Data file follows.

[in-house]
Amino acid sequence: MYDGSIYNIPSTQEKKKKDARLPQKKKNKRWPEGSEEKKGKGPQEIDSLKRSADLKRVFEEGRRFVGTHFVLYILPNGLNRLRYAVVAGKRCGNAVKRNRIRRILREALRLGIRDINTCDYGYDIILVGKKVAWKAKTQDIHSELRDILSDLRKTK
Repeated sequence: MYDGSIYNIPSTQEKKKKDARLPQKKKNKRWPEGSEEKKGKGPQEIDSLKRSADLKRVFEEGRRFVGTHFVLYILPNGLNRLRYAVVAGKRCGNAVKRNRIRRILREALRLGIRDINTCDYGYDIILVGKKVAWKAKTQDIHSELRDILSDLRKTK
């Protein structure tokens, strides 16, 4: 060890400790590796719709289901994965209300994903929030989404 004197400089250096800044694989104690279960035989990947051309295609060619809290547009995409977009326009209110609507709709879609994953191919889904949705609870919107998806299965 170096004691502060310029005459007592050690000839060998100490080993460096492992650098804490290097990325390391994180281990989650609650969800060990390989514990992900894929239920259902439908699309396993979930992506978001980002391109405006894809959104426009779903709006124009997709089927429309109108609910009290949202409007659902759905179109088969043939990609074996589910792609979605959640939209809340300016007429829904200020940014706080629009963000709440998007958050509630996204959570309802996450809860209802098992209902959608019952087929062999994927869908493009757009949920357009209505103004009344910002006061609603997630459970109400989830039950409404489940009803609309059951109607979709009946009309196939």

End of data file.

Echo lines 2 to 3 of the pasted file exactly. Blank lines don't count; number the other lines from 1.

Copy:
Amino acid sequence: MYDGSIYNIPSTQEKKKKDARLPQKKKNKRWPEGSEEKKGKGPQEIDSLKRSADLKRVFEEGRRFVGTHFVLYILPNGLNRLRYAVVAGKRCGNAVKRNRIRRILREALRLGIRDINTCDYGYDIILVGKKVAWKAKTQDIHSELRDILSDLRKTK
Repeated sequence: MYDGSIYNIPSTQEKKKKDARLPQKKKNKRWPEGSEEKKGKGPQEIDSLKRSADLKRVFEEGRRFVGTHFVLYILPNGLNRLRYAVVAGKRCGNAVKRNRIRRILREALRLGIRDINTCDYGYDIILVGKKVAWKAKTQDIHSELRDILSDLRKTK